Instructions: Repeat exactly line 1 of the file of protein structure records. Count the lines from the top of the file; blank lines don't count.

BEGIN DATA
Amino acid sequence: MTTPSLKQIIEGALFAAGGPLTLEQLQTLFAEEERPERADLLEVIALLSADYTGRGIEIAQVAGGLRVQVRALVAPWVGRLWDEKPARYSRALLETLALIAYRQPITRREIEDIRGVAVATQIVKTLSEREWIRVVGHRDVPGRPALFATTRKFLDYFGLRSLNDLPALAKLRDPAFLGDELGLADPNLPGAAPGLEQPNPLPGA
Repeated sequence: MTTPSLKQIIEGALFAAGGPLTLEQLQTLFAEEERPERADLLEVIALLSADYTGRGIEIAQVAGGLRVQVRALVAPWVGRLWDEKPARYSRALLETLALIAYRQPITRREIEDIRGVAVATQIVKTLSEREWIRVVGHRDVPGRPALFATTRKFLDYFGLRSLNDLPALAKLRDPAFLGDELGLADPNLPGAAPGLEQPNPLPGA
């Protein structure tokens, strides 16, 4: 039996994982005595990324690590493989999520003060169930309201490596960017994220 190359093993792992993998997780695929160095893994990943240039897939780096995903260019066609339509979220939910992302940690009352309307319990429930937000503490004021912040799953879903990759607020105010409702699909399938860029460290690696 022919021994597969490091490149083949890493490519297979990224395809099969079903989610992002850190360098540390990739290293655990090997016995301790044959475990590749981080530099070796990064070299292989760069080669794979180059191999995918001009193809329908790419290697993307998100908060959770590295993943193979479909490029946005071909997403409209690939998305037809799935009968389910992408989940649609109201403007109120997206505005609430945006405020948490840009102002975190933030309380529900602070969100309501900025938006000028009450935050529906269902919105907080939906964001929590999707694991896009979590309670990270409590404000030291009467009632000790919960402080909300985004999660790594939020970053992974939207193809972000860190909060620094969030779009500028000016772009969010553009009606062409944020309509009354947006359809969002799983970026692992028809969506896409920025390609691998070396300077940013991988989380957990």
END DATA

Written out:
Amino acid sequence: MTTPSLKQIIEGALFAAGGPLTLEQLQTLFAEEERPERADLLEVIALLSADYTGRGIEIAQVAGGLRVQVRALVAPWVGRLWDEKPARYSRALLETLALIAYRQPITRREIEDIRGVAVATQIVKTLSEREWIRVVGHRDVPGRPALFATTRKFLDYFGLRSLNDLPALAKLRDPAFLGDELGLADPNLPGAAPGLEQPNPLPGA